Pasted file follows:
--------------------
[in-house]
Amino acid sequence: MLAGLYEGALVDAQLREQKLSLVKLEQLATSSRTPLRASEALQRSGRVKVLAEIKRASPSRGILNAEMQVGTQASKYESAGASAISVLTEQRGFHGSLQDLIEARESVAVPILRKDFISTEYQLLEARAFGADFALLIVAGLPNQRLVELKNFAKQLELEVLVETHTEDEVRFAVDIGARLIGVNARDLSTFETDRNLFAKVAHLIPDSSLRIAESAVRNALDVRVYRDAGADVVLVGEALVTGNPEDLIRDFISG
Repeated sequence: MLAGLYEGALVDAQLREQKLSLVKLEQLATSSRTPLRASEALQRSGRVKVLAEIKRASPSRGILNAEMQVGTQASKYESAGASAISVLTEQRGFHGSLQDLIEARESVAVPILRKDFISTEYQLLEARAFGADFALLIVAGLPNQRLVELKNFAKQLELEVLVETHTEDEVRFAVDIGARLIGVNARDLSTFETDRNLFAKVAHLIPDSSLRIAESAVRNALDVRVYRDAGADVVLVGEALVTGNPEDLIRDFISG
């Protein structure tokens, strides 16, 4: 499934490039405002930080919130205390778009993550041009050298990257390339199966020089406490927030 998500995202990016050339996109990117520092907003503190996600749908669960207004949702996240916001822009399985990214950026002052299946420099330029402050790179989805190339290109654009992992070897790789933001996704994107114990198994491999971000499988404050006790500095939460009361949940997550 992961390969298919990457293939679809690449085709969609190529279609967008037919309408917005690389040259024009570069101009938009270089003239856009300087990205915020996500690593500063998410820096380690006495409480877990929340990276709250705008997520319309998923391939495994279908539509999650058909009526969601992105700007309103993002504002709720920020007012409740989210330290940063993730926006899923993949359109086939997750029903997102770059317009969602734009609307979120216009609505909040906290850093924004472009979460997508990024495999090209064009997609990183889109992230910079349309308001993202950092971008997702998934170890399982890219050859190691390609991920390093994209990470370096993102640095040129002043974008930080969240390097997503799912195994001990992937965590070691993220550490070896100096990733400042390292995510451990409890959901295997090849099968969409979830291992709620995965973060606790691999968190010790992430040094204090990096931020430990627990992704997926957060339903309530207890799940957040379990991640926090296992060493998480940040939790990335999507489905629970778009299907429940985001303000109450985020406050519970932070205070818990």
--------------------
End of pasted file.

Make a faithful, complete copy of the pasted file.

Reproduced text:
[in-house]
Amino acid sequence: MLAGLYEGALVDAQLREQKLSLVKLEQLATSSRTPLRASEALQRSGRVKVLAEIKRASPSRGILNAEMQVGTQASKYESAGASAISVLTEQRGFHGSLQDLIEARESVAVPILRKDFISTEYQLLEARAFGADFALLIVAGLPNQRLVELKNFAKQLELEVLVETHTEDEVRFAVDIGARLIGVNARDLSTFETDRNLFAKVAHLIPDSSLRIAESAVRNALDVRVYRDAGADVVLVGEALVTGNPEDLIRDFISG
Repeated sequence: MLAGLYEGALVDAQLREQKLSLVKLEQLATSSRTPLRASEALQRSGRVKVLAEIKRASPSRGILNAEMQVGTQASKYESAGASAISVLTEQRGFHGSLQDLIEARESVAVPILRKDFISTEYQLLEARAFGADFALLIVAGLPNQRLVELKNFAKQLELEVLVETHTEDEVRFAVDIGARLIGVNARDLSTFETDRNLFAKVAHLIPDSSLRIAESAVRNALDVRVYRDAGADVVLVGEALVTGNPEDLIRDFISG
């Protein structure tokens, strides 16, 4: 499934490039405002930080919130205390778009993550041009050298990257390339199966020089406490927030 998500995202990016050339996109990117520092907003503190996600749908669960207004949702996240916001822009399985990214950026002052299946420099330029402050790179989805190339290109654009992992070897790789933001996704994107114990198994491999971000499988404050006790500095939460009361949940997550 992961390969298919990457293939679809690449085709969609190529279609967008037919309408917005690389040259024009570069101009938009270089003239856009300087990205915020996500690593500063998410820096380690006495409480877990929340990276709250705008997520319309998923391939495994279908539509999650058909009526969601992105700007309103993002504002709720920020007012409740989210330290940063993730926006899923993949359109086939997750029903997102770059317009969602734009609307979120216009609505909040906290850093924004472009979460997508990024495999090209064009997609990183889109992230910079349309308001993202950092971008997702998934170890399982890219050859190691390609991920390093994209990470370096993102640095040129002043974008930080969240390097997503799912195994001990992937965590070691993220550490070896100096990733400042390292995510451990409890959901295997090849099968969409979830291992709620995965973060606790691999968190010790992430040094204090990096931020430990627990992704997926957060339903309530207890799940957040379990991640926090296992060493998480940040939790990335999507489905629970778009299907429940985001303000109450985020406050519970932070205070818990």